In Iraq, ISIL’s momentum has been halted.
Its capabilities degraded.
Kurdish and Iraqi forces have won back territory with coalition support.
I have to report to the House that the consensus of the leaders I met at the G20, at APEC and at the East Asia Summit is that there is no support currently for a large US-led Western army to attempt to conquer and hold ISIL-controlled areas.
In Syria, the broader conflict and the absence of a central government that the West can work with makes action against ISIL even more complicated.
Following the destruction of the Russian airliner over the Sinai and the Paris attack, Russia and France have raised their operational tempo against ISIL.
Ultimately a political solution is needed in Syria. Only this would allow attention to turn more fully to eliminating ISIL as a military force. We support the negotiations in Vienna to find a pathway to a political resolution in Syria.
Under the circumstances I have outlined, and mindful that Australia has a range of security priorities across the globe and in our own region, there are currently no plans for a significant change in the level or the nature of Australia’s military commitment in Iraq and Syria.
No such change has been sought by our allies – if one were we would of course carefully consider it.
We will always proceed on the basis of the considered advice of our military professionals in the Australian Defence Force, just as we rely on the advice of our counter-terrorism experts domestically.
Current advice to the Government is that the unilateral deployment of Australian combat troops on the ground in Iraq or Syria is not feasible or practical.
As a supplement to our already significant military commitment, our interests – and those of the countries and people in the region – are served by supporting stability in countries neighbouring Iraq and Syria, particularly Jordan. We will continue to look for ways to further strengthen cooperation with Jordan.
The rise of ISIL and the conflict in Syria have increased the threat environment in Southeast Asia. I have discussed this issue at the East Asia Summit and in depth with the leaders of Indonesia, Malaysia, the Philippines and Singapore.
We are working more closely than ever to share intelligence and counter messaging strategies.
From an Australian perspective, we see a real risk that terrorist groups in the region might be inspired by attacks such as we have seen in Ankara, Beirut, Bamako and Paris and we are very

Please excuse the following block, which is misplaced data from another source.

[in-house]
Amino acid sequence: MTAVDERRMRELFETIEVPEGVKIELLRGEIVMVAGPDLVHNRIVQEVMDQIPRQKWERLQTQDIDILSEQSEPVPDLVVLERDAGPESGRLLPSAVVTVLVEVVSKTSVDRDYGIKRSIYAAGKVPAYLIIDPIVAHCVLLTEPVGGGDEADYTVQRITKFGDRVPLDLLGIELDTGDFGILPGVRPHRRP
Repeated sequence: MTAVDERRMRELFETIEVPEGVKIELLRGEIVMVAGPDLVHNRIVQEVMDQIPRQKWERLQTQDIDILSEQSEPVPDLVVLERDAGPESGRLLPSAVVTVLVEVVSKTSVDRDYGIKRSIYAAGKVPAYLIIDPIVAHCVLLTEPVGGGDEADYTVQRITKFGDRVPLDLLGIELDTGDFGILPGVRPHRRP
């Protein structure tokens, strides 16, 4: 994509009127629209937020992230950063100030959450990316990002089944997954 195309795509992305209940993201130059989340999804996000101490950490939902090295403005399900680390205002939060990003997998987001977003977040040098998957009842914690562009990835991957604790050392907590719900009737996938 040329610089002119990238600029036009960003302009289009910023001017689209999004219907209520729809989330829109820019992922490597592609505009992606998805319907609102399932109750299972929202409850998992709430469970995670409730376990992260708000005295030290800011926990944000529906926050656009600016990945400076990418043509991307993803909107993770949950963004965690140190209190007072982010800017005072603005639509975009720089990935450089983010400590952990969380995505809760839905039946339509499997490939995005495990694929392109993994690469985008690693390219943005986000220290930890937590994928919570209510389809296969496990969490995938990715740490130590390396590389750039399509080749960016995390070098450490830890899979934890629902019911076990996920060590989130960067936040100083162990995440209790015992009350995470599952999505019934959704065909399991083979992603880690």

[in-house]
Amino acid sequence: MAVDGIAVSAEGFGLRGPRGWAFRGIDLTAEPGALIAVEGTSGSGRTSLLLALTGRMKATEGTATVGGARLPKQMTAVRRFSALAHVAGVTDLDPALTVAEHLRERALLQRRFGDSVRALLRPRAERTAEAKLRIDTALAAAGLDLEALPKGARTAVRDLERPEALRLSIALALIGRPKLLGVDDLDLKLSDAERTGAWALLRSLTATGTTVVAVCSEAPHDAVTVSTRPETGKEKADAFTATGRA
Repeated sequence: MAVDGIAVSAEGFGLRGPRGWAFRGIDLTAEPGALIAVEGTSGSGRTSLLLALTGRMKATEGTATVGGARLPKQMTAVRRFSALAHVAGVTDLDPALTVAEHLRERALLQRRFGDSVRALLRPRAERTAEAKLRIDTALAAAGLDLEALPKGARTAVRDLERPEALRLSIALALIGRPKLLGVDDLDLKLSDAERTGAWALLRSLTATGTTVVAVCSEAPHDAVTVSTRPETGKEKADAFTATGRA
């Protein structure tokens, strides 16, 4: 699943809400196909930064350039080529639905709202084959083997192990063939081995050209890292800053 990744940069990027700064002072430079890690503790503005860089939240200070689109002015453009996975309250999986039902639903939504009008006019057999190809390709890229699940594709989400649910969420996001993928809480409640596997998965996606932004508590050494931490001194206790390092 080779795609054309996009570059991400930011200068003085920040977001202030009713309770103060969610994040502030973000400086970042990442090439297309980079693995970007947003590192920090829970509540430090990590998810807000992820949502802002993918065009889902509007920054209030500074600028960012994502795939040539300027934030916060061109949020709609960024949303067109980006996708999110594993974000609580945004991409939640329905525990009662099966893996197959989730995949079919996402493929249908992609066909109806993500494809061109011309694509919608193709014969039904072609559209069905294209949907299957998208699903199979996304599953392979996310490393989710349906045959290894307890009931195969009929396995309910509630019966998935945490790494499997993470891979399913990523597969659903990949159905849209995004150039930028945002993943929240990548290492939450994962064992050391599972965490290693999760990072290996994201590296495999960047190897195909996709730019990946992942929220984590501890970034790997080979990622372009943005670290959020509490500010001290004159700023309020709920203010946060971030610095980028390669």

mindful of the fact that hundreds of thousands of Australians visit Southeast Asia every year, for business, study or holidays.
Just as Australia cannot fight any military conflict against ISIL unilaterally, we cannot counter violent extremism alone, particularly online. In my recent discussions with regional colleagues at the East Asia Summit and APEC I further committed Australia as a leading partner in this area.
We look forward to supporting the new Malaysian counter messaging centre and to further cooperation with Indonesia, beginning with the Attorney-General and Minister for Justice, who is also the Minister assisting me on Counter Terrorism, shortly taking up an offer to visit Indonesia in December to hold discussions focused on furthering our countering terrorism and violent extremism efforts in the region.
The Paris attacks demonstrate ISIL has an ability to launch concerted attacks in Western cities. It was also a reminder that, while coordinated, there is not much sophisticated planning required for armed fanatics to slaughter unarmed civilians with military assault rifles and suicide vests.
As Prime Minister, and speaking on behalf of the heads of ASIO and the AFP, as well as the Chief of the Defence Force, I want Australians to be aware that a terrorist incident on our soil remains likely but also that Australians should be reassured our security agencies are working diligently and expertly to prevent that happening.
In addition to being the most successful multicultural society in the world, Australia, as an island continent, has some natural advantages over Europe, which is currently facing the uncontrolled movement of hundreds of thousands of people.
Unlike the Europeans we are in control of our borders. For example, people who successfully enter Greece are moving at will throughout much of the EU.
We are an island nation. The people smugglers’ business model has been broken. The boats have been stopped.
We also have very strong gun laws that make access to weapons more difficult and play a vital role in keeping our public safe.
As your Prime Minister my highest duty, and that of my government, is to keep Australians safe.
We cannot eliminate entirely the risk of terrorism any more than we can eliminate the risk of any serious crime. But we can mitigate it. We will continue to thwart and frustrate many attacks before they occur.
We are examining closely the implications of the Paris attacks for our own domestic arrangements. I am receiving updated intelligence on this every day. We are working more closely than ever with our European partners.
Public safety is the highest priority. And a major part of this is to be as open and transparent with Australians as possible about both the threat and what everyone can do to help.